When Lilly Wachowski came out as a transgender woman on Tuesday, she did it under duress. The filmmaker (who, along with her sister, Lana, is best known for her work on the Matrix trilogy and, more recently, the Netflix series Sense8) said in a statement released to the Windy City Times that while she’d begun transitioning about a year ago and was out to family, friends, and some colleagues, she had put off making a public announcement in the interest of taking “some time to get my head right, to feel comfortable.” A reporter from the U.K. tabloid Daily Mail unceremoniously ended that highly reasonable period of adjustment when he showed up unannounced at Wachowski’s door on Monday, essentially threatening to out her—as, Wachowski notes, his publication did to Lucy Meadows, who later committed suicide—if she did not agree to an interview. “[A]pparently I don’t get to decide this,” the filmmaker said of realizing she had no choice but to make a statement.
There’s no question that forcing Wachowski’s hand this way is despicable, but I think it’s worth taking a moment to praise—really, to marvel at—what she did with that atrocious situation. The statement she produced is in many ways a model of what a celebrity coming-out should ideally be. By turns politically engaged, introspective, and aware of context, the whole thing is worth reading in full—but I want to highlight a few moments to savor.
Wachowski leads with her experience of media pressure to disclose, a threat that apparently began well before the Daily Mail intruded on her life. “There’s the headline I’ve been waiting for this past year,” she writes. “Up until now with dread and/or eye rolling exasperation.” But instead of turning that situation into a melodrama unique to her, she immediately situates it in the context of how dangerous outing is for all trans people give its connection to “the statistical horrors of transgender suicide and murder rates.”
Her awareness that her experience is not singular—and indeed, that due to her relative privilege as a successful white trans woman, not as risky as it might have been—continues further on in the statement. “Having the support of my family and the means to afford doctors and therapists has given me the chance to actually survive this process,” Wachowski acknowledges. “Transgender people without support, means and privilege do not have this luxury. And many do not survive.” She adds to this the disproportionate violence facing trans women of color, the growing threat of transphobic “bathroom bills,” and the fact that, due to police misgendering, official stats do not really account for all the incidents of assault and murder experienced by trans individuals. Here is a woman aware of her position in society and tuned in to the problems facing the less fortunate members of her community.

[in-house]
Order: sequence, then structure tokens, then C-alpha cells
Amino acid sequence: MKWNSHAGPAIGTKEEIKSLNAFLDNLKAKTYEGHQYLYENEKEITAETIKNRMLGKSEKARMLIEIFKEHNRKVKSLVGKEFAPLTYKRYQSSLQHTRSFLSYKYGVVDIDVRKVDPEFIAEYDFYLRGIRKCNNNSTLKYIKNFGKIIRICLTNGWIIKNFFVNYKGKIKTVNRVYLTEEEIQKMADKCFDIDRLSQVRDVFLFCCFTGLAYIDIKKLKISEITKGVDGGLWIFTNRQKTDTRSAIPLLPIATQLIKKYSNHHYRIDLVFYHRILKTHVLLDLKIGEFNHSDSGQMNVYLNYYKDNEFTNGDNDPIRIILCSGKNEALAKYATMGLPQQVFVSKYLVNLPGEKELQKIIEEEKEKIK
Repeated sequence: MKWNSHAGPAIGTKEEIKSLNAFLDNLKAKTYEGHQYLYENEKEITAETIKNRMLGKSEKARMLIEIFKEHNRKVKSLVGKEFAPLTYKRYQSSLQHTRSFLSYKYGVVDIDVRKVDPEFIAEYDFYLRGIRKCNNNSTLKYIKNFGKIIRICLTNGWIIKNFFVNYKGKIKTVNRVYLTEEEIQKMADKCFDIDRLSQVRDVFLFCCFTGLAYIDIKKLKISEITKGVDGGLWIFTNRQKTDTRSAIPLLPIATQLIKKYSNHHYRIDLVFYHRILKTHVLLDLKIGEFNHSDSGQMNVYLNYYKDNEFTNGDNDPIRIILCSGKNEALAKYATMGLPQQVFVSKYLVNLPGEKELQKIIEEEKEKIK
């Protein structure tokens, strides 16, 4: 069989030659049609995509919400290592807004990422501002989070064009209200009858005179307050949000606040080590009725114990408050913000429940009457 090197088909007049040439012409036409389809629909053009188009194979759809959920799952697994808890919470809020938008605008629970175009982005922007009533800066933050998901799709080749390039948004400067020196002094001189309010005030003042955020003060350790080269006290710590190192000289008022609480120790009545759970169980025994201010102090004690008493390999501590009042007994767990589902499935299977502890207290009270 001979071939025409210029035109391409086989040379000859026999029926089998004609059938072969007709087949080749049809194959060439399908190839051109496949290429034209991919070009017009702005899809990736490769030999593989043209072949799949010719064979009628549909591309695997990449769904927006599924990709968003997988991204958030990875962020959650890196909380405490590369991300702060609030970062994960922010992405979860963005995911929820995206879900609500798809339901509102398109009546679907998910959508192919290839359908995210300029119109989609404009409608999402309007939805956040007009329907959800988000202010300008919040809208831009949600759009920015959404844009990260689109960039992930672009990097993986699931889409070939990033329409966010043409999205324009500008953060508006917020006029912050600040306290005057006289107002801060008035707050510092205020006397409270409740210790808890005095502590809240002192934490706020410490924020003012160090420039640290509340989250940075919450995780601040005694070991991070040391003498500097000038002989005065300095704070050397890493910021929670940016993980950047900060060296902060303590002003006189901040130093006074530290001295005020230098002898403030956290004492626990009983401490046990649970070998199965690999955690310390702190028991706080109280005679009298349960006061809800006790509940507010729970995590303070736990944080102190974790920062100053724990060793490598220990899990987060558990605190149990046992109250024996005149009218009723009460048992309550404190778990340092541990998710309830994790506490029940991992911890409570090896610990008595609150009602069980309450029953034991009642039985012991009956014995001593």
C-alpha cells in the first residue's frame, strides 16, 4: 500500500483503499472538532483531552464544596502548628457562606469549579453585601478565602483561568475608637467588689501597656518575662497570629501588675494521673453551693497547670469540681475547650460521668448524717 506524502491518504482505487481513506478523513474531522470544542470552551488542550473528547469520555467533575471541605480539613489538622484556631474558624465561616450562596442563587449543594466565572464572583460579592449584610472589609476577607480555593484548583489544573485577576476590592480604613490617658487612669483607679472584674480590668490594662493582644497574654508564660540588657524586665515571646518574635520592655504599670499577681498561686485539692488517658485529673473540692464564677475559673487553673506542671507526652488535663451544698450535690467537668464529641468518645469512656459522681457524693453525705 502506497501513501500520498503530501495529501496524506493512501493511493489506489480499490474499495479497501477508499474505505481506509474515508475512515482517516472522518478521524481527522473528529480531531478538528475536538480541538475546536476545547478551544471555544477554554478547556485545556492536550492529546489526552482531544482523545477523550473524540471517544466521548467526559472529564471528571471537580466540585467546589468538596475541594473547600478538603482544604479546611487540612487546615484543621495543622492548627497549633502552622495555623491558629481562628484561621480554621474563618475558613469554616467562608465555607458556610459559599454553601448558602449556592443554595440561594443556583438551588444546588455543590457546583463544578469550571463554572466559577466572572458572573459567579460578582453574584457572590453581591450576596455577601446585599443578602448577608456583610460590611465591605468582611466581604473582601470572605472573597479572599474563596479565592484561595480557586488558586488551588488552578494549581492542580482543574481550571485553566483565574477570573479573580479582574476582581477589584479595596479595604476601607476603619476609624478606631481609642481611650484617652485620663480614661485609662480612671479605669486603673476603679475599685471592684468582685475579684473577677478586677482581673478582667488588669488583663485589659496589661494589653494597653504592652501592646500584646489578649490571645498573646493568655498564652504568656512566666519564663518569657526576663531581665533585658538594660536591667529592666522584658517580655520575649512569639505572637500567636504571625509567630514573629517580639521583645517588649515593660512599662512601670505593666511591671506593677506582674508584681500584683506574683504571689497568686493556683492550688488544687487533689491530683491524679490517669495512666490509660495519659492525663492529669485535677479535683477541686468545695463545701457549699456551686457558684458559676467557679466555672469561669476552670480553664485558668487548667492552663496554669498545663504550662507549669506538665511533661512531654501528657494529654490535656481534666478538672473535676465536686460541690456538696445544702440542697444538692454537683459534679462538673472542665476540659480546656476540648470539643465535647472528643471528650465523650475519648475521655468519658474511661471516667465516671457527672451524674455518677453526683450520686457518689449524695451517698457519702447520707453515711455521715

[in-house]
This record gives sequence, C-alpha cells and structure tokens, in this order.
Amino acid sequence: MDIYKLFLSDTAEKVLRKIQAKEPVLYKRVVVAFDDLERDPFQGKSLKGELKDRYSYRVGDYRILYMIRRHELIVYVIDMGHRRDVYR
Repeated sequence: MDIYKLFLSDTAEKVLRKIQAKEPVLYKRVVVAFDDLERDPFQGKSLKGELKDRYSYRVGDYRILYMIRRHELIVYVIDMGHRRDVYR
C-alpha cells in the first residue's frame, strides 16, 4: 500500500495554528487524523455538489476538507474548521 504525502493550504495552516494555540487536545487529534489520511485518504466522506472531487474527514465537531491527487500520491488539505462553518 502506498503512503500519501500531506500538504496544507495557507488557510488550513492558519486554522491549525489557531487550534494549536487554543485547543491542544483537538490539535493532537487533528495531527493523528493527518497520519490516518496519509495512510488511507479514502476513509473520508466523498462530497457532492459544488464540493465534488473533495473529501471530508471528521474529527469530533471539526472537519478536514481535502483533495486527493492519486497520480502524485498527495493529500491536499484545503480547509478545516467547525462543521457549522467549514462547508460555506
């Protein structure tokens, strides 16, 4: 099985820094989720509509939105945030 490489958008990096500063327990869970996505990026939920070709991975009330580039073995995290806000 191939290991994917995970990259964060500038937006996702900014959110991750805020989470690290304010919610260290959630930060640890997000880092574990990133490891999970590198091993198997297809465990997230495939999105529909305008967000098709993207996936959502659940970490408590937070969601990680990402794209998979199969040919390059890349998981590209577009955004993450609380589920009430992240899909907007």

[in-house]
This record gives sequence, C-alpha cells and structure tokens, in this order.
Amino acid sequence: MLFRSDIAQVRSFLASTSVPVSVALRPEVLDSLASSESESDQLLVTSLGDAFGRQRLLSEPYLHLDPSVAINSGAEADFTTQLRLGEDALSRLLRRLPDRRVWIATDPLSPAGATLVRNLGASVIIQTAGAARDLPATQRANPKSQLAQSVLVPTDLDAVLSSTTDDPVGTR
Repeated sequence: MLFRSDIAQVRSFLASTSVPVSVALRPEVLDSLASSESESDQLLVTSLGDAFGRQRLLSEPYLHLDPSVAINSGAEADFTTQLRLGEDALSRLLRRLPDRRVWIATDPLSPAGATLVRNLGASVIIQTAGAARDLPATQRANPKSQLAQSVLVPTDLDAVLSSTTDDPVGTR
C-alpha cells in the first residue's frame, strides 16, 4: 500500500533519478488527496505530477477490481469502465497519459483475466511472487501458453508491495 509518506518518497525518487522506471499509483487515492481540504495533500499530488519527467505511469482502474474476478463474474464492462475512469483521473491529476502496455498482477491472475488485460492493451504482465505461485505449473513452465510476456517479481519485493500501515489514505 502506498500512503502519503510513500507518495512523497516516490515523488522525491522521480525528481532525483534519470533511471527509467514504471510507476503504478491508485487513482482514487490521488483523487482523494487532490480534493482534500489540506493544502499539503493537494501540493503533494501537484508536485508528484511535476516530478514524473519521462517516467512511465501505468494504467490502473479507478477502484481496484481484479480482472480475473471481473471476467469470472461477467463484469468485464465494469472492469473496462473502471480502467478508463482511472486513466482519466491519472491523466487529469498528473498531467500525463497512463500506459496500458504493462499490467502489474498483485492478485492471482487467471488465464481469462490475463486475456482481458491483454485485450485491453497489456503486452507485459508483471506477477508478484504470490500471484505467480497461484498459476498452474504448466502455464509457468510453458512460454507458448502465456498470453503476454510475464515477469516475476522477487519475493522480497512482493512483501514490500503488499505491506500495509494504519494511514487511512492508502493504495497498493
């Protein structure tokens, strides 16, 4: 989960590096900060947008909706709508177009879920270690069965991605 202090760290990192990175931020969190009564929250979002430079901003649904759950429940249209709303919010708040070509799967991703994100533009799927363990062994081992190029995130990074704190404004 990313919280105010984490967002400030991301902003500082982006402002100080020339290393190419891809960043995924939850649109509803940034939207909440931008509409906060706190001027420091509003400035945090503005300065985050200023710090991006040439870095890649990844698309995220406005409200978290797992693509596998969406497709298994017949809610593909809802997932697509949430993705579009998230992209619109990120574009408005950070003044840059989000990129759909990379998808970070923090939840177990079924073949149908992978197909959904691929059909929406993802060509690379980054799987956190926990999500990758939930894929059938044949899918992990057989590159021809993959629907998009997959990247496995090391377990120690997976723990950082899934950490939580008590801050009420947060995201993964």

But perhaps more impressive, Wachowski is also thoughtful about the concept of transness itself. “But these words, ‘transgender’ and ‘transitioned’ are hard for me because they both have lost their complexity in their assimilation into the mainstream,” she writes.
There is a lack of nuance of time and space. To be transgender is something largely understood as existing within the dogmatic terminus of male or female. And to “transition” imparts a sense of immediacy, a before and after from one terminus to another. But the reality, my reality is that I’ve been transitioning and will continue to transition all of my life, through the infinite that exists between male and female as it does in the infinite between the binary of zero and one. We need to elevate the dialogue beyond the simplicity of binary. Binary is a false idol.
Whether or not you agree with this queer, binary-critical reading of trans identity, you have to respect Wachowski’s insistence on including it in the same document as her initial coming out. Despite her later protestations that her “tiny brain” cannot easily comprehend queer or gender theory, this paragraph bespeaks an analysis of gender that is next-level compared to what we usually hear in such stories. That’s not to say it’s “better” than anyone else’s self-narration—as Wachowski’s specifies, this is only her reality—but just that it’s powerful to see someone willing to put complexity front-and-center in their story.
Wachowski ends with a commitment to joining the “Sisyphean struggle of progress,” but not just in the realm of policy or social tolerance. Instead, following a quote from the queer theorist José Muñoz, she wants “in my very being, [to] be an example of the potentiality of another world.” This is an understanding of minority identity that goes beyond bland “diversity” or “acceptance”; for Wachowski, her transness itself has the power to help remake the world—or at least challenge its restrictions. That the co-creator of The Matrix, Jupiter Ascending, and Sense8 feels this way may not be totally surprising; but in a trans media landscape currently benighted by the inane, self-destructive ramblings of Caitlyn Jenner, it’s surely refreshing. Indeed, considering that the two women seem to have been transitioning at roughly the same time, it’s striking that Wachowski’s 1,100 word statement ends up being more on point and instructive than anything Jenner has produced in her steady stream of gaffes, apologies, and reality television programming. And that was under coercion—I can’t wait to hear what she will say of her own free will.